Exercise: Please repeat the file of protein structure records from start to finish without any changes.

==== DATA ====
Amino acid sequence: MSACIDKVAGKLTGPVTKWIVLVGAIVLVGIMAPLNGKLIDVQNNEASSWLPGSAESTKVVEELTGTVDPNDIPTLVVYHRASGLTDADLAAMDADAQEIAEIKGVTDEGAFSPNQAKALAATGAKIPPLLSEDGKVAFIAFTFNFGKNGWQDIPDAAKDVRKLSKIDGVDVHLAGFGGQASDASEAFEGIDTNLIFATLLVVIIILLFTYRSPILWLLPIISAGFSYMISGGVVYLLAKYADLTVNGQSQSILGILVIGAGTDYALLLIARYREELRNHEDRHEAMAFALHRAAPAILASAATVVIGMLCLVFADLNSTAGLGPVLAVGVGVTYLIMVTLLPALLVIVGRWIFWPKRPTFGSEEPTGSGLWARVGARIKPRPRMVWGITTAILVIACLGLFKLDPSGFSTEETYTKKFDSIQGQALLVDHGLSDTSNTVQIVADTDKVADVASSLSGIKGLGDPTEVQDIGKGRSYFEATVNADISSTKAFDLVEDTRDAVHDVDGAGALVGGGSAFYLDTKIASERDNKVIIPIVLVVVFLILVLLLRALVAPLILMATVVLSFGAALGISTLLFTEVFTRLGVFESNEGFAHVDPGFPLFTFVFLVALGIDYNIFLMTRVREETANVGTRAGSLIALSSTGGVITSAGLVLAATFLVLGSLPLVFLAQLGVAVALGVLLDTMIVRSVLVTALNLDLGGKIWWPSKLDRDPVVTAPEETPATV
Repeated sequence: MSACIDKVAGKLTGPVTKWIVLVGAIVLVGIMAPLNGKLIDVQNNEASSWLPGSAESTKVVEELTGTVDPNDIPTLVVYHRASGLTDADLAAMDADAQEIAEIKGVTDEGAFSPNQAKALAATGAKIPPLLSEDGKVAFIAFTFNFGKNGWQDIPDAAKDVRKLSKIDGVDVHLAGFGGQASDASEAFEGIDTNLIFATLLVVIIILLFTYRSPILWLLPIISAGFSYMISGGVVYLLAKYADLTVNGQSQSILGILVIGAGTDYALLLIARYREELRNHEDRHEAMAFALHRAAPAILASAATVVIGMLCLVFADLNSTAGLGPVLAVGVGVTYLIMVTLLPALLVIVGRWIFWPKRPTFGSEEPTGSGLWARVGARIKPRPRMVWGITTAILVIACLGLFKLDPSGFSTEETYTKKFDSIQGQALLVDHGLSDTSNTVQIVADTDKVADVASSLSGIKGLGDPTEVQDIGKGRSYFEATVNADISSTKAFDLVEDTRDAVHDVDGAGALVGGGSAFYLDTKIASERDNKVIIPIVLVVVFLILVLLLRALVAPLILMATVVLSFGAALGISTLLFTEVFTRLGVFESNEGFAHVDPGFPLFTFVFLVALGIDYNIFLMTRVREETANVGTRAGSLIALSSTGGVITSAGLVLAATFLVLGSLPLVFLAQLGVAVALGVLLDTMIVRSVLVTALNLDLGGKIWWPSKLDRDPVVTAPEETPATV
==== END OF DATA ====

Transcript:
Amino acid sequence: MSACIDKVAGKLTGPVTKWIVLVGAIVLVGIMAPLNGKLIDVQNNEASSWLPGSAESTKVVEELTGTVDPNDIPTLVVYHRASGLTDADLAAMDADAQEIAEIKGVTDEGAFSPNQAKALAATGAKIPPLLSEDGKVAFIAFTFNFGKNGWQDIPDAAKDVRKLSKIDGVDVHLAGFGGQASDASEAFEGIDTNLIFATLLVVIIILLFTYRSPILWLLPIISAGFSYMISGGVVYLLAKYADLTVNGQSQSILGILVIGAGTDYALLLIARYREELRNHEDRHEAMAFALHRAAPAILASAATVVIGMLCLVFADLNSTAGLGPVLAVGVGVTYLIMVTLLPALLVIVGRWIFWPKRPTFGSEEPTGSGLWARVGARIKPRPRMVWGITTAILVIACLGLFKLDPSGFSTEETYTKKFDSIQGQALLVDHGLSDTSNTVQIVADTDKVADVASSLSGIKGLGDPTEVQDIGKGRSYFEATVNADISSTKAFDLVEDTRDAVHDVDGAGALVGGGSAFYLDTKIASERDNKVIIPIVLVVVFLILVLLLRALVAPLILMATVVLSFGAALGISTLLFTEVFTRLGVFESNEGFAHVDPGFPLFTFVFLVALGIDYNIFLMTRVREETANVGTRAGSLIALSSTGGVITSAGLVLAATFLVLGSLPLVFLAQLGVAVALGVLLDTMIVRSVLVTALNLDLGGKIWWPSKLDRDPVVTAPEETPATV
Repeated sequence: MSACIDKVAGKLTGPVTKWIVLVGAIVLVGIMAPLNGKLIDVQNNEASSWLPGSAESTKVVEELTGTVDPNDIPTLVVYHRASGLTDADLAAMDADAQEIAEIKGVTDEGAFSPNQAKALAATGAKIPPLLSEDGKVAFIAFTFNFGKNGWQDIPDAAKDVRKLSKIDGVDVHLAGFGGQASDASEAFEGIDTNLIFATLLVVIIILLFTYRSPILWLLPIISAGFSYMISGGVVYLLAKYADLTVNGQSQSILGILVIGAGTDYALLLIARYREELRNHEDRHEAMAFALHRAAPAILASAATVVIGMLCLVFADLNSTAGLGPVLAVGVGVTYLIMVTLLPALLVIVGRWIFWPKRPTFGSEEPTGSGLWARVGARIKPRPRMVWGITTAILVIACLGLFKLDPSGFSTEETYTKKFDSIQGQALLVDHGLSDTSNTVQIVADTDKVADVASSLSGIKGLGDPTEVQDIGKGRSYFEATVNADISSTKAFDLVEDTRDAVHDVDGAGALVGGGSAFYLDTKIASERDNKVIIPIVLVVVFLILVLLLRALVAPLILMATVVLSFGAALGISTLLFTEVFTRLGVFESNEGFAHVDPGFPLFTFVFLVALGIDYNIFLMTRVREETANVGTRAGSLIALSSTGGVITSAGLVLAATFLVLGSLPLVFLAQLGVAVALGVLLDTMIVRSVLVTALNLDLGGKIWWPSKLDRDPVVTAPEETPATV